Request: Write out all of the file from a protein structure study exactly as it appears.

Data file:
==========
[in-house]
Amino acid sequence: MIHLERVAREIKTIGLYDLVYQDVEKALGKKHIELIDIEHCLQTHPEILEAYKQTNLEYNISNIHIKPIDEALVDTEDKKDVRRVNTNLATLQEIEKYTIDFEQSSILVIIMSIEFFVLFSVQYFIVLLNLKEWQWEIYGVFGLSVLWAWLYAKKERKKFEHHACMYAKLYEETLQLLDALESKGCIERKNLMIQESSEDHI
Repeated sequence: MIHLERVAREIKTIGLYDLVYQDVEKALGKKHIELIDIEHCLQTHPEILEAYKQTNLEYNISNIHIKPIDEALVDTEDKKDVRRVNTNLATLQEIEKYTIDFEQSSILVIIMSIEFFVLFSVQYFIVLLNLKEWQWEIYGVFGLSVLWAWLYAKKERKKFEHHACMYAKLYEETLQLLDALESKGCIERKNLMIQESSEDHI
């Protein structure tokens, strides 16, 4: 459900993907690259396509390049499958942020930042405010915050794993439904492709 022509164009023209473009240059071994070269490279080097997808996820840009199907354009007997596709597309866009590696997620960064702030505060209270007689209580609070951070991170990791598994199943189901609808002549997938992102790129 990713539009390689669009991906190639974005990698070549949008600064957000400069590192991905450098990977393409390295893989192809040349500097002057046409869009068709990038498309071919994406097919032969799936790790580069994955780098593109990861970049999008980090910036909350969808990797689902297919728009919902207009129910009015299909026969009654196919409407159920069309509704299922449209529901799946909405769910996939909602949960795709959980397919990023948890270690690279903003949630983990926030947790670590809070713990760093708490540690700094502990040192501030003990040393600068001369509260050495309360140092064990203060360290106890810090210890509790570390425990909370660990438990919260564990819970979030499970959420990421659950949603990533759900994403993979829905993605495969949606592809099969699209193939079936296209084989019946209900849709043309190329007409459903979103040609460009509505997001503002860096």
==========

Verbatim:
[in-house]
Amino acid sequence: MIHLERVAREIKTIGLYDLVYQDVEKALGKKHIELIDIEHCLQTHPEILEAYKQTNLEYNISNIHIKPIDEALVDTEDKKDVRRVNTNLATLQEIEKYTIDFEQSSILVIIMSIEFFVLFSVQYFIVLLNLKEWQWEIYGVFGLSVLWAWLYAKKERKKFEHHACMYAKLYEETLQLLDALESKGCIERKNLMIQESSEDHI
Repeated sequence: MIHLERVAREIKTIGLYDLVYQDVEKALGKKHIELIDIEHCLQTHPEILEAYKQTNLEYNISNIHIKPIDEALVDTEDKKDVRRVNTNLATLQEIEKYTIDFEQSSILVIIMSIEFFVLFSVQYFIVLLNLKEWQWEIYGVFGLSVLWAWLYAKKERKKFEHHACMYAKLYEETLQLLDALESKGCIERKNLMIQESSEDHI
């Protein structure tokens, strides 16, 4: 459900993907690259396509390049499958942020930042405010915050794993439904492709 022509164009023209473009240059071994070269490279080097997808996820840009199907354009007997596709597309866009590696997620960064702030505060209270007689209580609070951070991170990791598994199943189901609808002549997938992102790129 990713539009390689669009991906190639974005990698070549949008600064957000400069590192991905450098990977393409390295893989192809040349500097002057046409869009068709990038498309071919994406097919032969799936790790580069994955780098593109990861970049999008980090910036909350969808990797689902297919728009919902207009129910009015299909026969009654196919409407159920069309509704299922449209529901799946909405769910996939909602949960795709959980397919990023948890270690690279903003949630983990926030947790670590809070713990760093708490540690700094502990040192501030003990040393600068001369509260050495309360140092064990203060360290106890810090210890509790570390425990909370660990438990919260564990819970979030499970959420990421659950949603990533759900994403993979829905993605495969949606592809099969699209193939079936296209084989019946209900849709043309190329007409459903979103040609460009509505997001503002860096």